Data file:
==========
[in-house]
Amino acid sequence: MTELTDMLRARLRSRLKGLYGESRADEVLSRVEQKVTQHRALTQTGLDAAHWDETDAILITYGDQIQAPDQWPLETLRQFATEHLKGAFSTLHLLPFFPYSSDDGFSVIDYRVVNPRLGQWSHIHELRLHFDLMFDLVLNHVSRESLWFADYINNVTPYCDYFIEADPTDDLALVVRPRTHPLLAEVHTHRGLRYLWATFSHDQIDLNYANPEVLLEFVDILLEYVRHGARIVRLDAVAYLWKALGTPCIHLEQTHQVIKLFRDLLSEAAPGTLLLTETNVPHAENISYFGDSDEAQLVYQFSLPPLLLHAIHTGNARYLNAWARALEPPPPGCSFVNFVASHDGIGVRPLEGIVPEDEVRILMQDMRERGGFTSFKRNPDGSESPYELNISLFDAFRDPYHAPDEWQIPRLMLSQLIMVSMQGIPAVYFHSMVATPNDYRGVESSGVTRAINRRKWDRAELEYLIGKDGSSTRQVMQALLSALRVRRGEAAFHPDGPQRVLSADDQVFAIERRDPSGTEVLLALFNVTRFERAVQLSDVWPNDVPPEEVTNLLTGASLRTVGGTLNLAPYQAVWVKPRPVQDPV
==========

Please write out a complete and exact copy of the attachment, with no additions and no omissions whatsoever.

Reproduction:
[in-house]
Amino acid sequence: MTELTDMLRARLRSRLKGLYGESRADEVLSRVEQKVTQHRALTQTGLDAAHWDETDAILITYGDQIQAPDQWPLETLRQFATEHLKGAFSTLHLLPFFPYSSDDGFSVIDYRVVNPRLGQWSHIHELRLHFDLMFDLVLNHVSRESLWFADYINNVTPYCDYFIEADPTDDLALVVRPRTHPLLAEVHTHRGLRYLWATFSHDQIDLNYANPEVLLEFVDILLEYVRHGARIVRLDAVAYLWKALGTPCIHLEQTHQVIKLFRDLLSEAAPGTLLLTETNVPHAENISYFGDSDEAQLVYQFSLPPLLLHAIHTGNARYLNAWARALEPPPPGCSFVNFVASHDGIGVRPLEGIVPEDEVRILMQDMRERGGFTSFKRNPDGSESPYELNISLFDAFRDPYHAPDEWQIPRLMLSQLIMVSMQGIPAVYFHSMVATPNDYRGVESSGVTRAINRRKWDRAELEYLIGKDGSSTRQVMQALLSALRVRRGEAAFHPDGPQRVLSADDQVFAIERRDPSGTEVLLALFNVTRFERAVQLSDVWPNDVPPEEVTNLLTGASLRTVGGTLNLAPYQAVWVKPRPVQDPV